The isolation of eugenol (1) from culilawan oil is effected by using sodium hydroxide solution to obtain sodium eugenolate followed by regeneration with 20% hydrochloric acid. The mixture was extracted with petroleum ether and the solution was washed with water until neutral and dried over anhydrous Na2SO4. After removing the petroleum ether, the residue was distilled under reduced pressure at 15 mmHg/140°C yield (51.66%). Spectrum IR (cm-1): 3475, 2976, 2842, 1638, 1613, 1432, 1149, 1034. Spectrum 1H-NMR (400 MHz, CDCl3, ppm), ∂: 3.41 (d –CH2-, J = 6.8 Hz), 3.86 (s –OCH3), 5.16 (d, =CH2), 5.20 (s, -OH), 6.05 (m, -CH=, J = 6.8Hz), 6.76 (s, H, C3Ar), 6.78 (d, H, C6Ar), 6.98 (d, H5-Ar). 13C-NMR (100 MHz, CDCl3) ∂: 40.01 (-CH2-), 55.95 (-OCH3), 111.20 (=CH2), 114, 37 (C2-Ar), 115.65 (C5-Ar), 121.26 (C6-Ar), 132.03 (C1-Ar), 137.95 (-CH=), 143.95 (C4-Ar), 146.53 (C3-Ar). The spectral data matched that given in a previous report [10]. The Infra-red spectrum of eugenol (1) showed absorption band in the 3475 cm-1 (-OH), in the region 2976 cm-1 which is the absorption Csp3-H, this was confirmed by the appearance of absorption at 1432 cm-1 for –CH2- (methylene). The range of C=C aliphatic absorption appeared at 1638 cm-1, absorption at 1613 cm-1 for C=C aromatic and supported by absorption at 2976-2842 cm-1 which is absorption band for =Csp2-H (aliphatic/aromatic). Absorption band at 1149 cm-1 and 1034 cm-1 region showed the range of C-O-C (ether). The 1H-NMR spectrum, signal doublet at 3.41 ppm (-CH2-, J = 6.8Hz) and signal multiplet at 6.06 ppm (–CH=, J = 6.8Hz), signal singlet at 3.86 ppm of one methoxy group. The 13C-NMR spectrum showed 10 nonequivalent carbon resonances and the MS spectrum showed a molecular ion peak [M+.] at m/z 164, C10H12O2 (see table 1).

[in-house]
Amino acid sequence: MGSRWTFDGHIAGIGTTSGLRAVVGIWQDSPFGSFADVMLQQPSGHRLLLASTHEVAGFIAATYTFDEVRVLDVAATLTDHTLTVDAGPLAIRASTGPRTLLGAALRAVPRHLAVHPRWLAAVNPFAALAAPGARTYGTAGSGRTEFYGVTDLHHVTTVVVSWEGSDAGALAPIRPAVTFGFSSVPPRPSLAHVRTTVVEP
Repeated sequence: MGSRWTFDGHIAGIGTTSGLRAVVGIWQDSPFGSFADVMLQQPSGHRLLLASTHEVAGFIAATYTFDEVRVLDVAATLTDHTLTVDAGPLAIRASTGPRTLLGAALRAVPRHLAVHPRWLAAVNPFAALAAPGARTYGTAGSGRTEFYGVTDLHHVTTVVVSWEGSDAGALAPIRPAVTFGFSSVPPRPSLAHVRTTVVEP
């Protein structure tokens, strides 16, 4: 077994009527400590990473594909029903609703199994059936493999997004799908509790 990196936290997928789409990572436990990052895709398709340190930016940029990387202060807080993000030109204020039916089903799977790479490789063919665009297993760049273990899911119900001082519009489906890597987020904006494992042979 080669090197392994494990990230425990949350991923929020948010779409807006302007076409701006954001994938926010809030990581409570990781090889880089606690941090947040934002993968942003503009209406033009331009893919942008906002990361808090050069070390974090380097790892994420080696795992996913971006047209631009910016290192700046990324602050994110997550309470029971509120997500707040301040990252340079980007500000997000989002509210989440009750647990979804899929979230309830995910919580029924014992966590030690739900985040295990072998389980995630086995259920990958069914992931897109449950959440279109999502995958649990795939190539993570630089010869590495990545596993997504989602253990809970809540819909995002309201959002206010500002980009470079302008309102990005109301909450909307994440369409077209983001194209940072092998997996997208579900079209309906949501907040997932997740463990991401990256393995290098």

The upper layer containing safrole (2) was processed as follows; the solution was washed with water until neutral followed by drying over anhydrous Na2SO4. After removing petroleum ether, the residue was distilled under reduced pressure15 mmHg/120°Cyield (6.71%). Spectrum IR (cm-1): 2977, 2842, 1639, 1608, 1432, 1246, 1034. Spectrum 1H-NMR (400 MHz, CDCl3, ppm), ∂: 3.33 (d –CH2-, J = 6.4Hz), 5.10 (m, =CH2), 5.95 (s, -OCH2O-), 6.00 (m, -CH=, J =6.4 Hz), 6.67 (d, H-C5Ar), 6.74 (s, C3-Ar), 6.84 (d, H-C6-Ar. 13CNMR (100 MHz, CDCl3): ∂: 40.06 (-CH2-), 100.95 (-OCH2O-), 108.30 (C3-Ar), 109.23 (C5-Ar), 115.82 (=CH2), 121.44 (C6-Ar), 133.96 (C1-Ar), 137.80 (-CH=), 145.99 (C4-Ar), 147.90 (C3-Ar). The spectral data matched that given in a previous report [11, 12].

The Infra red spectrum of safrole (2) showed absorption band in the region 2977cm-1 which is the absorption Csp3-H. This was confirmed by the appearance of absorption at 1432 cm-1 for –CH2- (methylene). Untake range of C=C aliphatic absorption appeared at 1639 cm-1, absorption at 1608 cm-1 for C=C aromatic and supported by absorption at 2977-2842 cm-1 which is absorption band for =Csp2-H (aliphatic/aromatic). Absorption band at 1246 cm-1 and 1034 cm-1 region showed the range of C-O-C (ether). The 1H-NMR spectrum, signal doublet at 3.33 ppm (-CH2-, J = 6.4Hz) and signal multiplet at 6.00 ppm (–CH=, J = 6.4Hz), signal singlet at 5.95 ppm of one methylenedioxy group. The 13C-NMR spectrum showed 10 nonequivalent carbon resonances and the MS spectrum showed a molecular ion peak [M+.] at m/z 162, C10H10O2 (see table 1). The high concentration of eugenol in bark essential oil of Cinnamomun culilawan makes it potentially useful for the preparation of herbal and modern medicines because they exhibit antibacterial, antifungal, anti- inflammatory, insecticidal and antioxidant activities [11-15].

4. Conclusions

The chemical composition of essential oil from Cinnamomun culilawan, Bl, was obtained from steam distillation method, and its chemical composition was determined by GC and GC-MS. The result indicated that the essential oil is mainly phenylpropanoid compound (86.473%), the minor compounds are oxygenated monoterpenes (7.934%) and monoterpenes hydrocarbon (5.592%). The purification of the two main compounds yielded eugenol (51.66%), and safrole (6.71%).

Acknowledgement

This study is part of the Fundamental Research Grant in 2015 from the Director General of Reasearch and Community Service, Ministry of Research, Technology and Higher Education, Indonesia.